In a humid Mombasa, Kenya, the African Crossroads 2019 with the theme ‘Sensing the City,’ started with a panel discussion led by Dr. Njoki Ngumi. The panelists included Lola Pedro; the co-founder of Nigeria’s craft spirit brand, Michael Nkonu; who works on food systems; Tatenda Kanengoni, a writer and journalist and Omar Nagati, and Egyptian architect and urban planner.
Exploring the theme, ‘Sensing the City,’ the way African cities have changed and affected how Africans live, Michael Nkonu spoke about how living in urban cities affects the different kinds of food cooked. The Ghanaian food systems expert explained how pounding of yam to eat pounded yam in apartments is no longer the norm. He said, “our environment influences how we eat and taste; hence our food patterns. If we move from rural to an apartment, we cannot grow our food and grind it. Processed food becomes the norm.”
Egyptian architect, Omar Nagati who spoke on informal settlements and said, “informality is the flip side of neoliberalism. . .informality is a transition because we live in a crisis.” Omar further explained how the word traditional has become a political term used to remove people from their settlements and governments turning such settlements to places of cultural heritage.
Kanengoni said, “involving the people in the development of spaces they want to live in is ideal.” Many African governments however do not include or consult the citizens in many of the development projects.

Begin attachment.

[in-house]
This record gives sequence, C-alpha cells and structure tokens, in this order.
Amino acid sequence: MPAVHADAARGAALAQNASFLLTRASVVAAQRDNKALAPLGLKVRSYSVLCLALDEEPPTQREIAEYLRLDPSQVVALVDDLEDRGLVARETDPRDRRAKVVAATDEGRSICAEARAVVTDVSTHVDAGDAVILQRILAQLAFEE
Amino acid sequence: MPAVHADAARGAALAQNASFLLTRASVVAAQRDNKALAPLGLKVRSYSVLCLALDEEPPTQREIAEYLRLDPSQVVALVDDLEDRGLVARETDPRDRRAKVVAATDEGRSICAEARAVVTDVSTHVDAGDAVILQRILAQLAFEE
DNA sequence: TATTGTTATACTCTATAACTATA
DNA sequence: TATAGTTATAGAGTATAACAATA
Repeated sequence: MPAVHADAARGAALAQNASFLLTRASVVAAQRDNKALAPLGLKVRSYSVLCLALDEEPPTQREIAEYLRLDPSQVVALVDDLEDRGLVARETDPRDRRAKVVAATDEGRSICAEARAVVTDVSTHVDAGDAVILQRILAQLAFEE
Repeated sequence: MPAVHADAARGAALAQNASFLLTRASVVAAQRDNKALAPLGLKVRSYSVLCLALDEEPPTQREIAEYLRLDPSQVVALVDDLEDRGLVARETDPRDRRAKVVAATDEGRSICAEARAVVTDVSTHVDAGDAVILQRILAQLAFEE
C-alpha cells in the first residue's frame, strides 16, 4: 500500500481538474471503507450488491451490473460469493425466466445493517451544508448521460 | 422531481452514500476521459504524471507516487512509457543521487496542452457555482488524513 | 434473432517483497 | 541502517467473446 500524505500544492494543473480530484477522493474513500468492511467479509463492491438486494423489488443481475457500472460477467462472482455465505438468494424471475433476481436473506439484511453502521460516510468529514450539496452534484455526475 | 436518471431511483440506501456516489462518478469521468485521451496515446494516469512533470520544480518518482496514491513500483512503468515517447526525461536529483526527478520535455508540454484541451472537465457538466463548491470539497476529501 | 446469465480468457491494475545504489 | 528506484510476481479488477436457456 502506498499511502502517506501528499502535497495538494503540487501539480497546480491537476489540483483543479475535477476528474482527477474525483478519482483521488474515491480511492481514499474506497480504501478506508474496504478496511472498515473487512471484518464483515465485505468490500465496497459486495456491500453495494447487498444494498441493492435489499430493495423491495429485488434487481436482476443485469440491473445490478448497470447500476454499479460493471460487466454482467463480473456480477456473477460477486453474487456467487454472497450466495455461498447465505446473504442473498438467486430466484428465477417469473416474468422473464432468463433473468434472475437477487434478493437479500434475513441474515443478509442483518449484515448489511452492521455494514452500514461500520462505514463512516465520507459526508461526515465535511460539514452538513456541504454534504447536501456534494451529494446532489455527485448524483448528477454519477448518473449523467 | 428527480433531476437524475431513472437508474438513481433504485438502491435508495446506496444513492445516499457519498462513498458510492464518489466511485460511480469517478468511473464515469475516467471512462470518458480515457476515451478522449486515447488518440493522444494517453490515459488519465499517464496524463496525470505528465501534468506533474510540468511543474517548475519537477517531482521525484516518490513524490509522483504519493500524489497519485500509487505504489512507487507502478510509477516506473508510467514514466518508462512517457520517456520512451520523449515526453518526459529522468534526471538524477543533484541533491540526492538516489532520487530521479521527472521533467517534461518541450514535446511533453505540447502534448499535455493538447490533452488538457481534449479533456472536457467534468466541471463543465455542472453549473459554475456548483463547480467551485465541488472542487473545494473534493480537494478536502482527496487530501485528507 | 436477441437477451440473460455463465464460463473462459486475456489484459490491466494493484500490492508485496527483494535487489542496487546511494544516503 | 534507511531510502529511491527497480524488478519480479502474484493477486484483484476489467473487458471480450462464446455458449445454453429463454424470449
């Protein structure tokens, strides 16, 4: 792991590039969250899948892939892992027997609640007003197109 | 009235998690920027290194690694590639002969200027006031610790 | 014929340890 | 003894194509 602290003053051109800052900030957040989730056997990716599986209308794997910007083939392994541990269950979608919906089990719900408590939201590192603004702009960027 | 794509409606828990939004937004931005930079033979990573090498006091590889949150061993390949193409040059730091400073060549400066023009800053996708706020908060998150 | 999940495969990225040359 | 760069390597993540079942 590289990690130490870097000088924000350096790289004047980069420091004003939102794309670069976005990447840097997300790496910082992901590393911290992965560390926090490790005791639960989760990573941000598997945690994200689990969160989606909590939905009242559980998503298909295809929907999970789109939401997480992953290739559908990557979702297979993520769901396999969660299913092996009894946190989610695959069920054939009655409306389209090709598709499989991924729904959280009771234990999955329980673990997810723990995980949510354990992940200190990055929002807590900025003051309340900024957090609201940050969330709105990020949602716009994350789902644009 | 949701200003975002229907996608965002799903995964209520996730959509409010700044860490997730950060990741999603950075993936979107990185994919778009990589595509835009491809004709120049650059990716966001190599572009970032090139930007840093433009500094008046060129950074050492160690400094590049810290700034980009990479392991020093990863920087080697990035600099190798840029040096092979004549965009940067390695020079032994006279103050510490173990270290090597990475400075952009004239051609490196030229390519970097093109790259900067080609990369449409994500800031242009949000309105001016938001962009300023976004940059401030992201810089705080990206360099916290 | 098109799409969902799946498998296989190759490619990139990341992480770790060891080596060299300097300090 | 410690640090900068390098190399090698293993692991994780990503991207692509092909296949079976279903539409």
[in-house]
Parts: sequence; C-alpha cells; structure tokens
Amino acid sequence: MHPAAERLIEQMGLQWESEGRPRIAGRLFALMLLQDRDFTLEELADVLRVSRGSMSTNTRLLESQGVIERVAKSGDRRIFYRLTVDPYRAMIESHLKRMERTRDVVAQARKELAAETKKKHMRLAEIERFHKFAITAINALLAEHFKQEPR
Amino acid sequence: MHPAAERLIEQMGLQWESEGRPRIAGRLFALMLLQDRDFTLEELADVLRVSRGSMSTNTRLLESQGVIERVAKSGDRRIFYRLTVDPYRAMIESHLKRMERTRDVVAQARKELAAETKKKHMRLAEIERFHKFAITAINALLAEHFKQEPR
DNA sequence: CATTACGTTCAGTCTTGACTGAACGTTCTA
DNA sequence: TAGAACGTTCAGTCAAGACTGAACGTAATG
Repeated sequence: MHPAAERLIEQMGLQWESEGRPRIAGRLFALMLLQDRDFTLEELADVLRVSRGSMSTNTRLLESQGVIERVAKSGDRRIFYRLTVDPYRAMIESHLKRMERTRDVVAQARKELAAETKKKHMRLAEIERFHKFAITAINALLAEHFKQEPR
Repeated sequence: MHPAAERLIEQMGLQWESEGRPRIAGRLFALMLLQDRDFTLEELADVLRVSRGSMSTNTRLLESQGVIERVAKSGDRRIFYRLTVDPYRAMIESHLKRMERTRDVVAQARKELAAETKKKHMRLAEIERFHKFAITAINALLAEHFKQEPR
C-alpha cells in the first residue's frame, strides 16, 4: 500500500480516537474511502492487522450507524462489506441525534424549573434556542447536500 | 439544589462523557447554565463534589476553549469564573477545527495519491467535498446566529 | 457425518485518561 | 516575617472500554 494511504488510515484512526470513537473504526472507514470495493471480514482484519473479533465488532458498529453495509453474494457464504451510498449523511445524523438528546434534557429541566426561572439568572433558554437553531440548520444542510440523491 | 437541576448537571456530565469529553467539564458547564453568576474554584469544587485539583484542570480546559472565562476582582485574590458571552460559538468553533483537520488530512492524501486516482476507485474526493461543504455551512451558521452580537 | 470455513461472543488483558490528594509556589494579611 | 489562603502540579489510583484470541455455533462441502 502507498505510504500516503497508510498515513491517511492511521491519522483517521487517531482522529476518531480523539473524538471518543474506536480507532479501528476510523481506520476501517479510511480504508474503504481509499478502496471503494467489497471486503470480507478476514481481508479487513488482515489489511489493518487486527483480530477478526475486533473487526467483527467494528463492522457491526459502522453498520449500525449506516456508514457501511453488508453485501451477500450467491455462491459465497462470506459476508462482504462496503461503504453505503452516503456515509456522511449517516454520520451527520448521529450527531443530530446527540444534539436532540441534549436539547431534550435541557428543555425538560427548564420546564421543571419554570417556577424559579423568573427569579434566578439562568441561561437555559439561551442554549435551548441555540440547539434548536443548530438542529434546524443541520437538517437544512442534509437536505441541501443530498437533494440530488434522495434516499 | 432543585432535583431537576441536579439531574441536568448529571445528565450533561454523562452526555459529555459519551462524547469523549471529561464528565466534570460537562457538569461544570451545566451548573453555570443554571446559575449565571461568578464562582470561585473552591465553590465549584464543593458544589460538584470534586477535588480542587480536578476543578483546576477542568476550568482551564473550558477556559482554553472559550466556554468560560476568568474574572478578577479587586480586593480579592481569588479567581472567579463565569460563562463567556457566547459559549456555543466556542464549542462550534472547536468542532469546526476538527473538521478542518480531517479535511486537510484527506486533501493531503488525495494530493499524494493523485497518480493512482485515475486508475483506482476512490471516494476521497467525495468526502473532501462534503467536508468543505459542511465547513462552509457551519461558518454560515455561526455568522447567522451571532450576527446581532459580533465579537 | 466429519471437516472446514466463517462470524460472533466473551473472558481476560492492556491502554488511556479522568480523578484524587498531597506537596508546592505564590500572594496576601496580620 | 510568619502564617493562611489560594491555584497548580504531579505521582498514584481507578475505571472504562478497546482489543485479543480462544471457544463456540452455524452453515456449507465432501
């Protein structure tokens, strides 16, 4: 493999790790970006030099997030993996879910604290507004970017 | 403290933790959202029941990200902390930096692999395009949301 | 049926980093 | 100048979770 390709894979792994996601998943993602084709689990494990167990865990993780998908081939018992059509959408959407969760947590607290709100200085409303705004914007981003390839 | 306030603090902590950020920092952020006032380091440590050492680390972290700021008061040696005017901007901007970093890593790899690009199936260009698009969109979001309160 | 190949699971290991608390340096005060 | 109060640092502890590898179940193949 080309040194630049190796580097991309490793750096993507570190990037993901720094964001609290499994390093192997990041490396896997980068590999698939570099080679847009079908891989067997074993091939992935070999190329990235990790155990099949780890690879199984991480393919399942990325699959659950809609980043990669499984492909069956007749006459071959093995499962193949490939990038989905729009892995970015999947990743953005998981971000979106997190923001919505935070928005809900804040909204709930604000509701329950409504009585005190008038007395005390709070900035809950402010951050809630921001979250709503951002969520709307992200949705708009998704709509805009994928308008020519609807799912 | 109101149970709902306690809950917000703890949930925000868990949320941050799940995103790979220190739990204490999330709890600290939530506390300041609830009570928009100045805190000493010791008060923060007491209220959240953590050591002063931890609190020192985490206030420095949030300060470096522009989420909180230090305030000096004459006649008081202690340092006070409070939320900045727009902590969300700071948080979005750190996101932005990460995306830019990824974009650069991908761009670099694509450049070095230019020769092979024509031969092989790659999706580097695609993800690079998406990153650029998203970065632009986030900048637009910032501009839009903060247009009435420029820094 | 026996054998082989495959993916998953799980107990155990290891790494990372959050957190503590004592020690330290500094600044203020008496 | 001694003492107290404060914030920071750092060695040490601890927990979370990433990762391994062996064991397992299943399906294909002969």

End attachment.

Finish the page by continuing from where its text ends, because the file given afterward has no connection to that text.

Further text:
How have African cities changed? How has that affected our lifestyle? Dr. Njoki, the facilitator questioned the gendered roles, asking pertinent questions such as who cooks in the house? How does that affect families and who bears the bigger burden? While cities have changed, have people changed with the cities too? In a continent where most young people live in the cities and migration to other countries is on the rise, change is inevitable.
Lola Pedro who founded the African spirit brand called Ogogoro said, “there is a system that is trying to perpetuate a negative image of what is ours and what is local.” Ogogoro, which is local gin is frowned upon by many urbane young men and women in Nigeria. In her panel discussion, Lola expatiated on how registering with the National Agency for Food and Drug Administration was a huge turmoil because of the name Ogogoro.
While this is the first day of the Africa Crossroads 2019 session, it comes heavy with a lot of brilliant ideas.